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date: 18 October 2019

Chaco Canyonlocked

  • R. Gwinn Vivian

Extract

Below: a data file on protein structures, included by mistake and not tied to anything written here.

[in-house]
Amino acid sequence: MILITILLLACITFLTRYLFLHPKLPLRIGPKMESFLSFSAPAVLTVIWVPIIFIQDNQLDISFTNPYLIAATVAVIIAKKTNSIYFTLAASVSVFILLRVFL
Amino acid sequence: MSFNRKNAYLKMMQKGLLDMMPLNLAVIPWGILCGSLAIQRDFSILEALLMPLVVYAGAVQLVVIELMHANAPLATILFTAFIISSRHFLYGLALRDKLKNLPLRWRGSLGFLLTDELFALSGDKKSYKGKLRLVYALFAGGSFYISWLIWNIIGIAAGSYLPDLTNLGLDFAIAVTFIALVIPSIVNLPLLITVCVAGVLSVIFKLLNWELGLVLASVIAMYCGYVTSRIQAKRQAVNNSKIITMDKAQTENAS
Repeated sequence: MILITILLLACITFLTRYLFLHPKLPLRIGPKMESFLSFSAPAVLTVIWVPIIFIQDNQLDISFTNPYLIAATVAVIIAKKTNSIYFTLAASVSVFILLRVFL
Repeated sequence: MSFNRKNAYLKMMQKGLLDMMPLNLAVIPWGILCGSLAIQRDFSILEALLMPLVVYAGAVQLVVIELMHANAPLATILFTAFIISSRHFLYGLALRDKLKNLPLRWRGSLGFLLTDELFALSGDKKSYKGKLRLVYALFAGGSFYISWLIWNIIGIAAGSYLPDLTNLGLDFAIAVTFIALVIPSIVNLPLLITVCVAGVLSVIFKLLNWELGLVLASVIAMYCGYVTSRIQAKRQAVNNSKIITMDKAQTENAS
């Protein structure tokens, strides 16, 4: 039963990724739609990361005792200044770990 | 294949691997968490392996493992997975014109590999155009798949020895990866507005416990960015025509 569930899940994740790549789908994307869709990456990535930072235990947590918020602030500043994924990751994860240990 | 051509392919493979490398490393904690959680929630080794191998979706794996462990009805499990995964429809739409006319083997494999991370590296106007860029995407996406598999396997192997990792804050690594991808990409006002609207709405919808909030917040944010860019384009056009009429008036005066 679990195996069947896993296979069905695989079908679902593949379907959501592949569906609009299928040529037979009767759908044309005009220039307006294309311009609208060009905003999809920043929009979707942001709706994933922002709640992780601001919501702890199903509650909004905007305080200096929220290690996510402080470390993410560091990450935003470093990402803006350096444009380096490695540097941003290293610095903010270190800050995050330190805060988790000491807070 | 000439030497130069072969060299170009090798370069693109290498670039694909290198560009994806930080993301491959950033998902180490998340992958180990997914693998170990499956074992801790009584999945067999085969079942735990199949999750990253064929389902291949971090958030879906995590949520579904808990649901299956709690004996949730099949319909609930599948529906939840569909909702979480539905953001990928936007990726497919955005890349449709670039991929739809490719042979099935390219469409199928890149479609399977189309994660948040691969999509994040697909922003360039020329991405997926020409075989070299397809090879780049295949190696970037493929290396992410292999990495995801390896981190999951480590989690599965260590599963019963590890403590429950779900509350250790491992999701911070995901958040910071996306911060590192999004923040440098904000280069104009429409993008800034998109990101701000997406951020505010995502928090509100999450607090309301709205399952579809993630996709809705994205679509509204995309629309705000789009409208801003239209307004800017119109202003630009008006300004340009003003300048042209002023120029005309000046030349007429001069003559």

Archaeological zone of Pre-Columbian towns and roads in North America, in the San Juan Basin, north-western New Mexico. Chaco Canyon was the centre from c.ad 850–1150 of Chacoan culture, one manifestation of the Anasazi tradition, and considered ancestral to contemporary Pueblo peoples of the Southwest. A community of at least 12 multi-storey, tiered ‘great houses’ and hundreds of contemporaneous single storey ‘small house sites’ were built within a 15 km sector of the canyon. ‘Great houses’ were constructed with core walls with veneer masonry and ranged from 80 to 580 rooms. Small houses were of simpler masonry and averaged about 20 rooms each. Both types were domestic structures, but also contained round ceremonial rooms known as kivas (see Kiva). ‘Great kivas’, up to 18 m in diameter, are restricted to ‘great houses’ or occur as isolated buildings. ‘Great houses’ are associated with elaborate water-control systems that collected and diverted rainfall run-off to gridded agricultural fields. ‘Great houses’ in the canyon itself were linked to ‘outlier’ communities on the peripheries of the San Juan Basin by wide (...

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